It’s not enough to use conversion tools to get sign-ups, you want to ensure your tools are getting the right sign-ups.
Bonus: The 5 CRO Tools Vetted by Pro Marketers
I reached out to veteran marketers, asking them to share their favorite conversion optimization tools and why they’ve chosen them. Get the report right here.
Conversion tools are powerful, but they’re nothing without expert marketers manning them to bring the best out of them. When marketing tools meet experts, an explosion usually happens. The strategies above can equip you to use conversion optimization tools optimally. Ensure your data interpretation is on point. If you can, get expert colleagues to look at data before concluding its interpretation.
Also, if your tool isn’t providing any tangible value or is offering a solution that’s offered in another tool, let it go. Finally, work on getting high-quality conversions. Your best conversions are your target customers who sign up today.
Guest author: Victor Ijidola drives leads and sales for B2B and B2C brands via content marketing and copywriting. He’s available for hire and has been featured on sites like The Next Web, Entrepreneur, Kissmetrics and many more. Find him at Premium Content Shop.
Understanding how your SEO efforts are actually working requires studying the data created by the traffic you receive after implementing new tactics.
No longer is simply looking at keyword ranking enough to assess the effectiveness of your work. To properly measure the return on investment earned by your SEO practices there are now a wide variety of reports that you need to study.
In this article, we’ll go over the ten most important SEO metrics you should consider when putting together reports that will evaluate your SEO efforts.
#1. Number of Clicks
Starting from the Search Console, you can access a report that will tell you the number of organic clicks your site has received as well as which search queries generated those clicks. You can compare the number of clicks received from month to month allowing you to determine which search queries are responsible for the most clicks. This report will also allow you to pinpoint which landing pages are attracting the most clicks and what page elements are driving those clicks.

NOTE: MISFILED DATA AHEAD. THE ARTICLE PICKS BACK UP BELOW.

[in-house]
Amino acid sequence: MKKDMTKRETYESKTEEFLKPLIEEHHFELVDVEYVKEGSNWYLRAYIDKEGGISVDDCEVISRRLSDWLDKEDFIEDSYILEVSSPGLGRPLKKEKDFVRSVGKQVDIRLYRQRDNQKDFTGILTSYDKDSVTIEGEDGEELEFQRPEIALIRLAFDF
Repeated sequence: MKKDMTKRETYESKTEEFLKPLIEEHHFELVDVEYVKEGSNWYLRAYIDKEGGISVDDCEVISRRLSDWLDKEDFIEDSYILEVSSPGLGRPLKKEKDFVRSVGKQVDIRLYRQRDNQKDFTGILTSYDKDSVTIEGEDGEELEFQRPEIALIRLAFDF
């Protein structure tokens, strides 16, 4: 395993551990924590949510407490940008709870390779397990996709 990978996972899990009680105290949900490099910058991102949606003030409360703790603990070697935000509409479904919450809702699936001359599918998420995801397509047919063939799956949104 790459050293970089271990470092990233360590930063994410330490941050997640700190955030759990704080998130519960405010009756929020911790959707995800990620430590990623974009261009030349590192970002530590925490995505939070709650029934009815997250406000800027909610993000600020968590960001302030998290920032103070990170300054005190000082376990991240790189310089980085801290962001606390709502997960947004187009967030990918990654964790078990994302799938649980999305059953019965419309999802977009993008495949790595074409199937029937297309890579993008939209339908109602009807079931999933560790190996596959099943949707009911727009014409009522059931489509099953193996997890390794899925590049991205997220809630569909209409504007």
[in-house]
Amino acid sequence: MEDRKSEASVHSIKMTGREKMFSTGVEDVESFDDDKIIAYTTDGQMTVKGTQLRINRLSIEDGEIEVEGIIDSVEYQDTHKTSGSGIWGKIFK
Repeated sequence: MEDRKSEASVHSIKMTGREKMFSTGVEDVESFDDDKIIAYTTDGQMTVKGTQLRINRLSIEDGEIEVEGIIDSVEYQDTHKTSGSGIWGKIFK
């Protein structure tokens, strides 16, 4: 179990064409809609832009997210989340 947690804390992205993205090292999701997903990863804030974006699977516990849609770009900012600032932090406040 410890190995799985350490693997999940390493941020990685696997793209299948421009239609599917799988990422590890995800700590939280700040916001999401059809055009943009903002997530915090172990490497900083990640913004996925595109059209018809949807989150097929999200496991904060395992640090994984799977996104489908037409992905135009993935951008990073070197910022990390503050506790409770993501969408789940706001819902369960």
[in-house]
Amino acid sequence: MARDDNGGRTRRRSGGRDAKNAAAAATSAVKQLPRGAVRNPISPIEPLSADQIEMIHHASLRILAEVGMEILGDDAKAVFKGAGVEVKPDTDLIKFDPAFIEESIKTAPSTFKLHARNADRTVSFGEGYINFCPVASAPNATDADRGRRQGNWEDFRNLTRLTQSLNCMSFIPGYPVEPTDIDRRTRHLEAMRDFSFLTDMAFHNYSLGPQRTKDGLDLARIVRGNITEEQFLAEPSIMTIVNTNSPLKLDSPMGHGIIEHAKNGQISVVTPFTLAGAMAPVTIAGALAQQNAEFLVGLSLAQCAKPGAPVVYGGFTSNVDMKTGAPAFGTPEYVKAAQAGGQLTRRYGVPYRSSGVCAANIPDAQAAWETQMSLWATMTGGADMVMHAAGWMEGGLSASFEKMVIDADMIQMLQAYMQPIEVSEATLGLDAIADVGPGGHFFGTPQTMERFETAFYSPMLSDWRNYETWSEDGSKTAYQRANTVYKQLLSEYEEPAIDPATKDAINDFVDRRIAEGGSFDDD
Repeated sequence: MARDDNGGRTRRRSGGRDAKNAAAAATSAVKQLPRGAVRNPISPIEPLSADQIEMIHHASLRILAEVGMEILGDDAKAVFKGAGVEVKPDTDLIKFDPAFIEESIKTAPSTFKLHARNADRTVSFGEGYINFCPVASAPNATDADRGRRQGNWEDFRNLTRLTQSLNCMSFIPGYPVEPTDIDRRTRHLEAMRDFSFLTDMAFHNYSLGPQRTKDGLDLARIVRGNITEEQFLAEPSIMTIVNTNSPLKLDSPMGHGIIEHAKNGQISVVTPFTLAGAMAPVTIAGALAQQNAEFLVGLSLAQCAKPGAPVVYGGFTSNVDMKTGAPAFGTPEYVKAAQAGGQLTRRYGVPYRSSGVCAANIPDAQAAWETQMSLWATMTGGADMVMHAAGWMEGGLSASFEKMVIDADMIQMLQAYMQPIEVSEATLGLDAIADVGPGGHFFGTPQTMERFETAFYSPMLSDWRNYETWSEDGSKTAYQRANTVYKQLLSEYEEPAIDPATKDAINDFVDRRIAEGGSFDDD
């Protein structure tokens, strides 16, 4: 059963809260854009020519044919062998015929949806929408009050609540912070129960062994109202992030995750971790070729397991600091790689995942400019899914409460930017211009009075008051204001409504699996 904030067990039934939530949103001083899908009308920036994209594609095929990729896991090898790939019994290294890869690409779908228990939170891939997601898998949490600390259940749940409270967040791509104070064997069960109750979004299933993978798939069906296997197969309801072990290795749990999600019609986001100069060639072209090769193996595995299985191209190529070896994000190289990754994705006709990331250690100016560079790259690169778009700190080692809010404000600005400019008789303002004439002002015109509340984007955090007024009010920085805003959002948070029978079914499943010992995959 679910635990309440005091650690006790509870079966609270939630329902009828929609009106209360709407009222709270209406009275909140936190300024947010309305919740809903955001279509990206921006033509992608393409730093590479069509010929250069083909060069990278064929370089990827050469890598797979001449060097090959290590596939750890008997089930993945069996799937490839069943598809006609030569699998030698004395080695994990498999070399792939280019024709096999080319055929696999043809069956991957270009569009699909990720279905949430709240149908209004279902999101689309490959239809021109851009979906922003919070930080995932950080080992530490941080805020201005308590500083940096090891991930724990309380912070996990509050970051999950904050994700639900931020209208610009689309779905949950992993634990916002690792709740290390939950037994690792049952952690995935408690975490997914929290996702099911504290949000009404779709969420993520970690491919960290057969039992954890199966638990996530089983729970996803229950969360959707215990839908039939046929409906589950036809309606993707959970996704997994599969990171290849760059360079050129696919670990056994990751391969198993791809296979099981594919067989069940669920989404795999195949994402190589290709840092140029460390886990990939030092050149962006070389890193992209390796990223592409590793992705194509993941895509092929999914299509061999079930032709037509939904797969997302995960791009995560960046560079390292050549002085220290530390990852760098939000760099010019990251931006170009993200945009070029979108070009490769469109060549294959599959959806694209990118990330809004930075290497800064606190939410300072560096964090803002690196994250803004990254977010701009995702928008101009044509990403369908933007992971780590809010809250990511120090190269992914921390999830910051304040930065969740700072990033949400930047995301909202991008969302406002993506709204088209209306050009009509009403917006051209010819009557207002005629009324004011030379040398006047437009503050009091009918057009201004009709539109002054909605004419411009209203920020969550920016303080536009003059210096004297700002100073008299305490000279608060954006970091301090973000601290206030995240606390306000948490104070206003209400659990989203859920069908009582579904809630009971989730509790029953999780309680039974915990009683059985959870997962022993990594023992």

To get to this report, go to “Search Traffic” on the Search Console and click on “Search Analytics.” You can also filter the results by Search Type allowing you to differentiate between image and text searches.
#2. Goal Completion
Understanding that your goals are successfully completed will play a large role in assessing the value of your SEO campaign. It’s possible to construct a report that allows you to determine your goal values, the goal conversion rates and the number of goal completions. By filtering the results to report solely on organic traffic you have the ability to calculate your return on investment derived from your unpaid SEO efforts.
In Google Analytics, check under the “Conversions” tab for the “Goals” and “Overview” area. If you “Add Segment” and choose “Organic Traffic” from the list, you’ll be able to refine the report to bypass any paid or inorganic searches.
#3. Bounce Rate
If someone visits a single page on your website and then leaves, Google Analytics would report a 100% bounce rate or one bounce, depending on the type of report you’re viewing. Depending on what you’ve designed your website for, a high bounce rate can be either a positive or negative metric. A high bounce rate could indicate that the information on your site isn’t what your users are looking for which causes them to leave. On the other hand, a search query may lead a user directly to a page on your site that immediately answers their needs making the necessity of visiting more pages irrelevant.